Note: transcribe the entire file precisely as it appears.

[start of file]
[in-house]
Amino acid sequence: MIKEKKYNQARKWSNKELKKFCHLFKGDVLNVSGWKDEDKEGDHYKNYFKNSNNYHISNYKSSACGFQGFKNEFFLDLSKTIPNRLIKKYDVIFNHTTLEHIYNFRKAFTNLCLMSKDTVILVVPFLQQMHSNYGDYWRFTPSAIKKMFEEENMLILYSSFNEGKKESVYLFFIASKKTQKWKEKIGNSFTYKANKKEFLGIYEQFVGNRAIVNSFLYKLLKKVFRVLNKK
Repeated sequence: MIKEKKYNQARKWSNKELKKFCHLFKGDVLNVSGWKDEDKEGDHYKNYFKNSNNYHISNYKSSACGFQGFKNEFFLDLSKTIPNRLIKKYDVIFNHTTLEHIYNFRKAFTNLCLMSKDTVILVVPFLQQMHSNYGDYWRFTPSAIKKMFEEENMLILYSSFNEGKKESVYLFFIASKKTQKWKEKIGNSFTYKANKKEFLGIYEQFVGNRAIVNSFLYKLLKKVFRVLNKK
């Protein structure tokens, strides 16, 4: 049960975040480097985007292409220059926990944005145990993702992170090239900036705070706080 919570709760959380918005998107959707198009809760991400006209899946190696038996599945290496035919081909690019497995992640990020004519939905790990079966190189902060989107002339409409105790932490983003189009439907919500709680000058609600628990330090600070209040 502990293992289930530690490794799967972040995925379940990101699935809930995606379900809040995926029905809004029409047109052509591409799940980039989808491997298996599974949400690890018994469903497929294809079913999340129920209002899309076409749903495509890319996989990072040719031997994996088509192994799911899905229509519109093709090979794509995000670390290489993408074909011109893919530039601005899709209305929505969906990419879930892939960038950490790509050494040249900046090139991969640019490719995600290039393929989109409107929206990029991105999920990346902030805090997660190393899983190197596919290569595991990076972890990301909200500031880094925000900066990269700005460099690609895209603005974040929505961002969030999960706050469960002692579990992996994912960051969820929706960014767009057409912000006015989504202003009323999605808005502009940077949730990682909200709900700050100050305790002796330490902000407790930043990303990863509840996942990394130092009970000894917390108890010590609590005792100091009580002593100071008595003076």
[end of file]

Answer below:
[in-house]
Amino acid sequence: MIKEKKYNQARKWSNKELKKFCHLFKGDVLNVSGWKDEDKEGDHYKNYFKNSNNYHISNYKSSACGFQGFKNEFFLDLSKTIPNRLIKKYDVIFNHTTLEHIYNFRKAFTNLCLMSKDTVILVVPFLQQMHSNYGDYWRFTPSAIKKMFEEENMLILYSSFNEGKKESVYLFFIASKKTQKWKEKIGNSFTYKANKKEFLGIYEQFVGNRAIVNSFLYKLLKKVFRVLNKK
Repeated sequence: MIKEKKYNQARKWSNKELKKFCHLFKGDVLNVSGWKDEDKEGDHYKNYFKNSNNYHISNYKSSACGFQGFKNEFFLDLSKTIPNRLIKKYDVIFNHTTLEHIYNFRKAFTNLCLMSKDTVILVVPFLQQMHSNYGDYWRFTPSAIKKMFEEENMLILYSSFNEGKKESVYLFFIASKKTQKWKEKIGNSFTYKANKKEFLGIYEQFVGNRAIVNSFLYKLLKKVFRVLNKK
């Protein structure tokens, strides 16, 4: 049960975040480097985007292409220059926990944005145990993702992170090239900036705070706080 919570709760959380918005998107959707198009809760991400006209899946190696038996599945290496035919081909690019497995992640990020004519939905790990079966190189902060989107002339409409105790932490983003189009439907919500709680000058609600628990330090600070209040 502990293992289930530690490794799967972040995925379940990101699935809930995606379900809040995926029905809004029409047109052509591409799940980039989808491997298996599974949400690890018994469903497929294809079913999340129920209002899309076409749903495509890319996989990072040719031997994996088509192994799911899905229509519109093709090979794509995000670390290489993408074909011109893919530039601005899709209305929505969906990419879930892939960038950490790509050494040249900046090139991969640019490719995600290039393929989109409107929206990029991105999920990346902030805090997660190393899983190197596919290569595991990076972890990301909200500031880094925000900066990269700005460099690609895209603005974040929505961002969030999960706050469960002692579990992996994912960051969820929706960014767009057409912000006015989504202003009323999605808005502009940077949730990682909200709900700050100050305790002796330490902000407790930043990303990863509840996942990394130092009970000894917390108890010590609590005792100091009580002593100071008595003076």